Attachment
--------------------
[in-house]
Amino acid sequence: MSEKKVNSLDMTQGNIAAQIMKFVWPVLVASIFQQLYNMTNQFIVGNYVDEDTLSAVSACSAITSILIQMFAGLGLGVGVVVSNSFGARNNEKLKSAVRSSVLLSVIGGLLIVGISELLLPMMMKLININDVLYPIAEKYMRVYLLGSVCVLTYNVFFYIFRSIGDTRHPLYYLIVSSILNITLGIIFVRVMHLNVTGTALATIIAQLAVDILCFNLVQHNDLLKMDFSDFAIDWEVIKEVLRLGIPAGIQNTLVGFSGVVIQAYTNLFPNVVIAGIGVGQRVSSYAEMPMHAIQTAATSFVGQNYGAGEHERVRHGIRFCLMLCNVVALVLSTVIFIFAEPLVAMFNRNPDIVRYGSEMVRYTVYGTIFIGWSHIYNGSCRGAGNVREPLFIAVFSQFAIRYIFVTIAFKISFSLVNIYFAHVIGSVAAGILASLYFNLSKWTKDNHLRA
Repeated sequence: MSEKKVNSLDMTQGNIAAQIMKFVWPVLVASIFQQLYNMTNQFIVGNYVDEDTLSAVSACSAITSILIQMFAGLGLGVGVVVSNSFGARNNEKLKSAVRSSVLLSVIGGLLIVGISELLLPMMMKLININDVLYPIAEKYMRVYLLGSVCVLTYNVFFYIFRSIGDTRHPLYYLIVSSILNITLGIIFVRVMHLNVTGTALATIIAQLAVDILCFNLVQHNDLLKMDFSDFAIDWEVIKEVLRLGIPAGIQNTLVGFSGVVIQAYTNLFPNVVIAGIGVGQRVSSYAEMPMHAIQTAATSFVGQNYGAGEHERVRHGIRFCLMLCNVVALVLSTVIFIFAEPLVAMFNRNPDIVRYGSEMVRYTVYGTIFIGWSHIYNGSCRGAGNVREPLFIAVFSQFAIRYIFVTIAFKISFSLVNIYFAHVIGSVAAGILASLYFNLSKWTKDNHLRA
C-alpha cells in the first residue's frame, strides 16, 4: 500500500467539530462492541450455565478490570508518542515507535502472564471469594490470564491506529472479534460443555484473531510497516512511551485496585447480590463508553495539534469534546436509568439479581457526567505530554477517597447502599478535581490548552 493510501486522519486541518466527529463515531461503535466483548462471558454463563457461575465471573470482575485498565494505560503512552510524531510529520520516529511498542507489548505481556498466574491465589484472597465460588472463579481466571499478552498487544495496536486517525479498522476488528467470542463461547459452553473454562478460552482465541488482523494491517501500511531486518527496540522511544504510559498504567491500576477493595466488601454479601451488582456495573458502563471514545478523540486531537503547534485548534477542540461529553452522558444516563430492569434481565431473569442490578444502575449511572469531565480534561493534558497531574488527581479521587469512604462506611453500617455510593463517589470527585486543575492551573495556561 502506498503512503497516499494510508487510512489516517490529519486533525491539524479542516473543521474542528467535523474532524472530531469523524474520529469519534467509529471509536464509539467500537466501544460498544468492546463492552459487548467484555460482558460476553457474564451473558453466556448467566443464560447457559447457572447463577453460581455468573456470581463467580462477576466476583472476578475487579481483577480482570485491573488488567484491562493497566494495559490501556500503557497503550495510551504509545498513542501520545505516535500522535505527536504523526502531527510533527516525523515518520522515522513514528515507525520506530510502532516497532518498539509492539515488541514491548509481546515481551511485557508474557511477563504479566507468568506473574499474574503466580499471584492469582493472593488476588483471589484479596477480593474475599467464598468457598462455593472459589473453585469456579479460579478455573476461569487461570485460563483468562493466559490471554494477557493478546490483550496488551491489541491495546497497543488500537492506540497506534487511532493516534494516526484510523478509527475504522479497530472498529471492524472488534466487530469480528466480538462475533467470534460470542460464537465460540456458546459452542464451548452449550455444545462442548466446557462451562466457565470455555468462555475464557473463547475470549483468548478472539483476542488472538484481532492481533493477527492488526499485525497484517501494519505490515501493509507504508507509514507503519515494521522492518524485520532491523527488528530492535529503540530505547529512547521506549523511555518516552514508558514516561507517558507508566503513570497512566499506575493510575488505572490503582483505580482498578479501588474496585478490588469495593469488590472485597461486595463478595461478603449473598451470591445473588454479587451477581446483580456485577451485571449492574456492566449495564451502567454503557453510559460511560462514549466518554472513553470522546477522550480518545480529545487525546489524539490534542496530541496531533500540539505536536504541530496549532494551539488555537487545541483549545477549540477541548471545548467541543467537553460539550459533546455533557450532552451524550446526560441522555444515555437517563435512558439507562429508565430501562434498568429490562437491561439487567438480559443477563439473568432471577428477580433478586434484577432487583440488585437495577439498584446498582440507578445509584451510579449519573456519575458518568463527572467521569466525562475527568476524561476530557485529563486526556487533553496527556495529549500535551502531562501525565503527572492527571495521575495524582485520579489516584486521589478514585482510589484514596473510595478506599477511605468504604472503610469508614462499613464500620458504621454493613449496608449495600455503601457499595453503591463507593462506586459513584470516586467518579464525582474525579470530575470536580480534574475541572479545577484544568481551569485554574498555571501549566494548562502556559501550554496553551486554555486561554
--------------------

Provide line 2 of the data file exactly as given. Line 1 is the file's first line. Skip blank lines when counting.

Amino acid sequence: MSEKKVNSLDMTQGNIAAQIMKFVWPVLVASIFQQLYNMTNQFIVGNYVDEDTLSAVSACSAITSILIQMFAGLGLGVGVVVSNSFGARNNEKLKSAVRSSVLLSVIGGLLIVGISELLLPMMMKLININDVLYPIAEKYMRVYLLGSVCVLTYNVFFYIFRSIGDTRHPLYYLIVSSILNITLGIIFVRVMHLNVTGTALATIIAQLAVDILCFNLVQHNDLLKMDFSDFAIDWEVIKEVLRLGIPAGIQNTLVGFSGVVIQAYTNLFPNVVIAGIGVGQRVSSYAEMPMHAIQTAATSFVGQNYGAGEHERVRHGIRFCLMLCNVVALVLSTVIFIFAEPLVAMFNRNPDIVRYGSEMVRYTVYGTIFIGWSHIYNGSCRGAGNVREPLFIAVFSQFAIRYIFVTIAFKISFSLVNIYFAHVIGSVAAGILASLYFNLSKWTKDNHLRA